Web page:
This morning as I was sitting in physical therapy, I found myself counting the days until I am done with grad school. I've recently decided that I should never have a 9 to 5 job at a desk. My body just can't handle it. I need to be outside, lifting water buckets, shoveling the muck, and walking across my pastures. It's not work -- it's a necessary part of life. When I lived in the burbs, I thought about how ridiculous it was that I would drive to the Y to spend half an hour biking to nowhere and lifting weights that were never moved anywhere.
Since I've been in grad school, my daughters have taken up the slack at the farm. They've been doing a lot of my physical work outside. That was a mistake. A few years ago, I remember telling my husband that even if I could afford to hire someone to take care of the animals, I wouldn't do it. Now I realize I shouldn't do it. I've been in physical therapy for two months now, trying to strengthen the back and shoulder muscles that have grown weak from spending too much time at a computer.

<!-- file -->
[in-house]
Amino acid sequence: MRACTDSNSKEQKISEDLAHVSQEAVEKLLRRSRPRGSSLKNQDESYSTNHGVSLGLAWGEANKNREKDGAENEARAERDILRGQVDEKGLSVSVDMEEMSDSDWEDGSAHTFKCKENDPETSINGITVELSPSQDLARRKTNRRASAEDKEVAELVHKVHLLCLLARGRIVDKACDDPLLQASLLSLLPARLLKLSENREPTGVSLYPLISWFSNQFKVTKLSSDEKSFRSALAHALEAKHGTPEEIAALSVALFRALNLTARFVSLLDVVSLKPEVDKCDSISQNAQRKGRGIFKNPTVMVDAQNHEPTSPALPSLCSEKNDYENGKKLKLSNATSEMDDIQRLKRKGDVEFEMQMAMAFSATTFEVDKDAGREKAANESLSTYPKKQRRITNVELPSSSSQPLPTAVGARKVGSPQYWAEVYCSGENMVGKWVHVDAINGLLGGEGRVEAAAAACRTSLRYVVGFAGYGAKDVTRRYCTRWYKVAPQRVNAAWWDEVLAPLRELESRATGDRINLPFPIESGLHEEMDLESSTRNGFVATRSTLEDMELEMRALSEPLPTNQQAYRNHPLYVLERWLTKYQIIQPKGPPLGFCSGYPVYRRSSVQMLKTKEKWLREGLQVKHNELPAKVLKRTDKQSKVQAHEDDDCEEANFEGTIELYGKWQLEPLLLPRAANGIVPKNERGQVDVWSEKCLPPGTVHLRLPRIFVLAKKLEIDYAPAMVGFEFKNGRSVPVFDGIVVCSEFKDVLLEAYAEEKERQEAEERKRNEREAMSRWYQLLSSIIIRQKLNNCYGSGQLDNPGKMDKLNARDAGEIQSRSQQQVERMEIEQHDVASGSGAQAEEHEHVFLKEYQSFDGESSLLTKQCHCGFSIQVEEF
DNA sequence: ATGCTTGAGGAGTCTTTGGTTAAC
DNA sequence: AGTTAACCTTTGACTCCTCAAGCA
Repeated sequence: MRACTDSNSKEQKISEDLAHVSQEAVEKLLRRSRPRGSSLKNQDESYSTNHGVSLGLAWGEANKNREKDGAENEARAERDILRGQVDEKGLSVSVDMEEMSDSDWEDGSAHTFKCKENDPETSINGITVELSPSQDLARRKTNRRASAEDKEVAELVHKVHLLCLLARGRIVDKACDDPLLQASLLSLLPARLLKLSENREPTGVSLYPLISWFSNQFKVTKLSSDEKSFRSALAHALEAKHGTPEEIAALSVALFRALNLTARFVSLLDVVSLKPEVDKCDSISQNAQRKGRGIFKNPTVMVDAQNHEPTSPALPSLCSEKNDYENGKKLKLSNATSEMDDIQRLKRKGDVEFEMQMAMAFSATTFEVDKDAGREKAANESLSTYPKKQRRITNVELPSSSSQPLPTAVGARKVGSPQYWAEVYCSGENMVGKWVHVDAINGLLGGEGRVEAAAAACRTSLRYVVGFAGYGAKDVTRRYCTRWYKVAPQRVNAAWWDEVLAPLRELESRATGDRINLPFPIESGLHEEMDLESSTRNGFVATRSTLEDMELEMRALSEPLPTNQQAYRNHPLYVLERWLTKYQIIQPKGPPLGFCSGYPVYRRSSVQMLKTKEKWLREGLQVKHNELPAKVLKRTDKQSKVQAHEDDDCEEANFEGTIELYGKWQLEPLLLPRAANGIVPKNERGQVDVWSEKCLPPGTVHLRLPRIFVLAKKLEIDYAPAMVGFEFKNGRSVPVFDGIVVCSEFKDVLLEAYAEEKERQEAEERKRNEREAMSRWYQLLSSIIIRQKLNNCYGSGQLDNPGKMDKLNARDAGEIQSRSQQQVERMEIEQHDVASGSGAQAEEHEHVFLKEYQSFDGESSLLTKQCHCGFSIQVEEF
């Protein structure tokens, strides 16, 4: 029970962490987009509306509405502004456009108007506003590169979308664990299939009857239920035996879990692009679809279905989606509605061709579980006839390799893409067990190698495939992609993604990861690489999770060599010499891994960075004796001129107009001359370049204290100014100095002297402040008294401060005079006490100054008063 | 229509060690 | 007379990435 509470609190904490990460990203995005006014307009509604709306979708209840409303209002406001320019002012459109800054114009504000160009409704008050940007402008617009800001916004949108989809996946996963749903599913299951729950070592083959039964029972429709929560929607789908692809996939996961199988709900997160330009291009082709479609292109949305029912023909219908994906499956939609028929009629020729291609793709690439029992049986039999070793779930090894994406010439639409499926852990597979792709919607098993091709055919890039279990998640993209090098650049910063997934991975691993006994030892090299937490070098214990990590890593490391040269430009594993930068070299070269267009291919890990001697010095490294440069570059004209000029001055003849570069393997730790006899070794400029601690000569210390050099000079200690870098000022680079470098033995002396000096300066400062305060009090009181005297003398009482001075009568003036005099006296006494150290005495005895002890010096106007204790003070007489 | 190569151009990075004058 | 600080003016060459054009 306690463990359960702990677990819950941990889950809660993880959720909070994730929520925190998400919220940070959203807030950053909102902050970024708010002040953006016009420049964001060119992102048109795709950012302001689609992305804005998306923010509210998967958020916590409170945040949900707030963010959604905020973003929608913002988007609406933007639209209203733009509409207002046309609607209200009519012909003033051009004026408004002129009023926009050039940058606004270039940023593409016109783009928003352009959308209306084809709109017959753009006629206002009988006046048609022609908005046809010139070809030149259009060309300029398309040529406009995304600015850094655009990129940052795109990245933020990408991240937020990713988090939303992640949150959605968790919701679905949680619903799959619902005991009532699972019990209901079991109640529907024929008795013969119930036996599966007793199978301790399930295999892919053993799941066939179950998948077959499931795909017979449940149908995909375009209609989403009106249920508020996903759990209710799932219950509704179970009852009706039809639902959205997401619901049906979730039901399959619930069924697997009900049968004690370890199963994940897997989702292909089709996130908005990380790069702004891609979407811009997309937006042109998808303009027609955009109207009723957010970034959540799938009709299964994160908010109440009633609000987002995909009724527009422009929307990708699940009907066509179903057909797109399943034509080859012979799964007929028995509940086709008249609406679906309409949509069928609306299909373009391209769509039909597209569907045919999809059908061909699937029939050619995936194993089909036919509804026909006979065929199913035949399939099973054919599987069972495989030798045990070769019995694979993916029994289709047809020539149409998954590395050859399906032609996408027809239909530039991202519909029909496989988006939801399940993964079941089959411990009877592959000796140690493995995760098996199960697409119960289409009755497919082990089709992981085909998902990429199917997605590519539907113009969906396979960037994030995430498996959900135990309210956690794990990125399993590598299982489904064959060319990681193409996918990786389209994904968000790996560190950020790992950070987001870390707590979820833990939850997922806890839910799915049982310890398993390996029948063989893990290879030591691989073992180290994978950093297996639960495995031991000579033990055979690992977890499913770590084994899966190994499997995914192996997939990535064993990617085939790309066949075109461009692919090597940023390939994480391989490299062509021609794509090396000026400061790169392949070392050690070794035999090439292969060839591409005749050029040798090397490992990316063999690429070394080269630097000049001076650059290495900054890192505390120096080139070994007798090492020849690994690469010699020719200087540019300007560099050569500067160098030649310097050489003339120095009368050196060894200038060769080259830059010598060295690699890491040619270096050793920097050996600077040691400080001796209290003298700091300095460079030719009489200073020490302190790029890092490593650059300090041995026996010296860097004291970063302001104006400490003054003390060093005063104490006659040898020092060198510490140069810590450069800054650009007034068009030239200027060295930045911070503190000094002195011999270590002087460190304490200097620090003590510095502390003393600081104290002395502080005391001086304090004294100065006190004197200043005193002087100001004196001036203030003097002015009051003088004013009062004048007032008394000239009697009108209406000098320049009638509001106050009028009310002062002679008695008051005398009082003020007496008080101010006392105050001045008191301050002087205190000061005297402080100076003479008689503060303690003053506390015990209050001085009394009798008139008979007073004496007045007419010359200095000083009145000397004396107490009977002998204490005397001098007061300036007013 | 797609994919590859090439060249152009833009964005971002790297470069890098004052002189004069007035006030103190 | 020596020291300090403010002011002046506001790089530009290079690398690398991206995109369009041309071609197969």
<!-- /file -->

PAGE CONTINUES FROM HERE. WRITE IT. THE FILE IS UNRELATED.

Although I know our lifestyle is more sustainable for the planet, and it keeps us healthier because of the good nutrition, I have recently come to realize that this lifestyle keeps us physically healthier and stronger. I don't want to grow old and weak like those people I see in the gym at the hospital, recovering from the heart attacks that nearly killed them. It's no secret that people need to be active to stay healthy as they age, but 30 minutes at the gym a couple times a week is a joke.
When I told the physical therapist that I've started working more on the farm, he got pretty excited and repeatedly reassured me that I was doing a good thing. After my initial evaluation, he told me that if I don't strengthen my back muscles, I'm going to wind up in the same shape again and again. I imagine he sees a lot of repeat customers. He's probably more optimistic about my future knowing that I'll be getting some real exercise after my physical therapy ends.